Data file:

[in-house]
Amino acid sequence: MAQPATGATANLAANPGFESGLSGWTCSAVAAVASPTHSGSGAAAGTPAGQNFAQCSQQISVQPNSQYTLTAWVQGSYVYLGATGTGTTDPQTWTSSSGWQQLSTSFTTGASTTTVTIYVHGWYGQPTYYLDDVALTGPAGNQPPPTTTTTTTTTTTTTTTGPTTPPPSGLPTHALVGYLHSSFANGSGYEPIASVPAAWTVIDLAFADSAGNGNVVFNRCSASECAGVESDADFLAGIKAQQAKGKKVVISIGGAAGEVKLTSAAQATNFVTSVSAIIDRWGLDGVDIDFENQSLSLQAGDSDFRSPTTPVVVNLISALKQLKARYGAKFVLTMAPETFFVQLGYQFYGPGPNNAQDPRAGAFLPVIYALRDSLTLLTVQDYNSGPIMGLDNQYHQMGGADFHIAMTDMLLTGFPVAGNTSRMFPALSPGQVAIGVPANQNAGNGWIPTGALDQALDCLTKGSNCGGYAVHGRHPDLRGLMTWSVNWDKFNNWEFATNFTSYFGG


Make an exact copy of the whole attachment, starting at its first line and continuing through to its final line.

[in-house]
Amino acid sequence: MAQPATGATANLAANPGFESGLSGWTCSAVAAVASPTHSGSGAAAGTPAGQNFAQCSQQISVQPNSQYTLTAWVQGSYVYLGATGTGTTDPQTWTSSSGWQQLSTSFTTGASTTTVTIYVHGWYGQPTYYLDDVALTGPAGNQPPPTTTTTTTTTTTTTTTGPTTPPPSGLPTHALVGYLHSSFANGSGYEPIASVPAAWTVIDLAFADSAGNGNVVFNRCSASECAGVESDADFLAGIKAQQAKGKKVVISIGGAAGEVKLTSAAQATNFVTSVSAIIDRWGLDGVDIDFENQSLSLQAGDSDFRSPTTPVVVNLISALKQLKARYGAKFVLTMAPETFFVQLGYQFYGPGPNNAQDPRAGAFLPVIYALRDSLTLLTVQDYNSGPIMGLDNQYHQMGGADFHIAMTDMLLTGFPVAGNTSRMFPALSPGQVAIGVPANQNAGNGWIPTGALDQALDCLTKGSNCGGYAVHGRHPDLRGLMTWSVNWDKFNNWEFATNFTSYFGG